• As regulators circle, Binance CEO hints at hiring his own replacement

  • Last week, Binance CEO Changpeng “CZ” Zhao revealed that he is considering appointing himself as the next CEO of the world’s largest cryptocurrency exchange.

    “Right now, I’m seeking a senior executive with a strong compliance and regulatory expertise to oversee the entire group, possibly as the future Binance CEO,” CZ stated. “I’m a tech entrepreneur; I’ve been running the firm for four years, and it’s doing well, but we need to pivot. I don’t think I’m the best person to lead that effort. I believe that having someone with solid regulatory expertise is preferable.”

    His remarks occurred during a virtual summit with Mukaya Panich, chief investment officer at SCB 10X, Thailand’s Siam Commercial Bank’s venture arm. In the same interview, he talked about his plans to go public with Binance US.

    In recent months, Binance has made a slew of high-profile recruits, some of which have come as a result of the exchange’s tumultuous interactions with several of the world’s financial regulators. Former US financial regulator Brian Brooks was chosen the new CEO of Binance US in April, in what was viewed as a ploy to appease lawmakers; earlier this month, it hired Jonathan Farnell, formerly of eToro, as Binance’s new director of compliance.

    Is CZ getting ready to abandon ship?

    CZ’s earlier regulatory rhetoric has been a fascinating trip.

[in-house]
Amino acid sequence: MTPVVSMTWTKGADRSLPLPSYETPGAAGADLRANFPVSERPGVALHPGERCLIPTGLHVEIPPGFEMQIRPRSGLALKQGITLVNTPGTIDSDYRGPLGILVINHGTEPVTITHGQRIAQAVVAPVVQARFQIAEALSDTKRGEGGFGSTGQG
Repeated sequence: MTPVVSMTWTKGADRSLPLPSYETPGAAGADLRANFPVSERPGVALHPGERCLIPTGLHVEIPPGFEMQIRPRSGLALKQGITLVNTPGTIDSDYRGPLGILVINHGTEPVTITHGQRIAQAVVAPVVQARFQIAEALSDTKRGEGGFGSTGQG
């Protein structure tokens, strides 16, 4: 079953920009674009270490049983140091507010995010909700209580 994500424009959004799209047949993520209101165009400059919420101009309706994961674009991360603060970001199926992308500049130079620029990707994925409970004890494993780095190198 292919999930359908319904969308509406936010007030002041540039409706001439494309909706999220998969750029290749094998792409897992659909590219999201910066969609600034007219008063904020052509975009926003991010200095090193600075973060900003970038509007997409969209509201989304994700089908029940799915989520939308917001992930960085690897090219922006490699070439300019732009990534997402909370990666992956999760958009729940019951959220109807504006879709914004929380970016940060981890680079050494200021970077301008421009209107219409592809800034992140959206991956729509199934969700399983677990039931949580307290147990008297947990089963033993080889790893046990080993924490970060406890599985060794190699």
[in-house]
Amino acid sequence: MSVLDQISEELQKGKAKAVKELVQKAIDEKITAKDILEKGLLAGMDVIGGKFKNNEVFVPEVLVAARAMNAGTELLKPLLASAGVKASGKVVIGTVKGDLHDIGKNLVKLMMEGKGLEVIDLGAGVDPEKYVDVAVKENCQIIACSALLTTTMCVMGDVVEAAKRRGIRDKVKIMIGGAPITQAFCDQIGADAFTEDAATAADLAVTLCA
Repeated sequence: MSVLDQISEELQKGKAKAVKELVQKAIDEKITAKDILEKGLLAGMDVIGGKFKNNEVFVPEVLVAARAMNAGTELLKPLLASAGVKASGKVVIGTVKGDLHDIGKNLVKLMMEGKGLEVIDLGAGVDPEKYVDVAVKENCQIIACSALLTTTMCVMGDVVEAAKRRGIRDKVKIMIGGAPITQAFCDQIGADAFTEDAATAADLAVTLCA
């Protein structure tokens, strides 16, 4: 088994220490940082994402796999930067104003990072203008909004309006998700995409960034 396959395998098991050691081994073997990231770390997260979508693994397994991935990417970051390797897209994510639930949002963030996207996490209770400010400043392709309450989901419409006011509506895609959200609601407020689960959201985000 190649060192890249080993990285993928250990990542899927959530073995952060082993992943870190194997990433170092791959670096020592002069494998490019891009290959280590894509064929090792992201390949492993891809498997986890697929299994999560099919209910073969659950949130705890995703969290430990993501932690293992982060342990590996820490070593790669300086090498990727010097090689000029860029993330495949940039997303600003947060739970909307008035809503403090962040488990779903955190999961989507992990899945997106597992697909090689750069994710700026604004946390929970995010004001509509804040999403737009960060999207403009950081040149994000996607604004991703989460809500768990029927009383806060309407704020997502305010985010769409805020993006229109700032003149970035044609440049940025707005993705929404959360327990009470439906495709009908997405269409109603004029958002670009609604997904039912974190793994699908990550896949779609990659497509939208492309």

CZ spoke about the crypto industry’s broad engagement with authorities during a Clubhouse session in April of this year. CZ remarked at the time, “If I were the regulator, the most reasonable thing I would do is look at the existing regulations in the traditional banking industry and apply them to crypto.”

    Companies must be licensed to function in the jurisdictions where they do business, according to one of the most basic and common elements of those “existing regulations.” CZ, on the other hand, has never stated where Binance is based, claiming that the company is really decentralized and has no headquarters and that no one can agree on a single definition of a corporate headquarters nowadays.

    “Everyone has a somewhat different definition of a company’s headquarters. Is it an office where people sit when you ask how you define headquarters? He told us at this year’s Ethereal Virtual Summit, “I worked from home for the last three and a half years.”

    That style of thinking might appeal to cryptocurrency aficionados, who are naturally drawn to the benefits of decentralization. However, it has not been well received by the world’s regulators.

    According to a representative for the Financial Conduct Authority in the United Kingdom, the regulator has a “big concern” with Binance’s apparent lack of a headquarters.

    Binance has also run afoul of regulators in Italy, Japan, and the Cayman Islands in recent months. Banks, payment processors, and even competitor exchanges like FTX, which bought out Binance’s shares in an obvious bid to distance itself from the exchange, have all slammed the exchange.

    It’s unclear whether CZ has any plans to leave Binance anytime soon. Binance has been contacted by us for more information. However, if CZ steps down as CEO of the enormous company he built, his successor will have a lot on their plate and would have to prioritize communicating with lawmakers.

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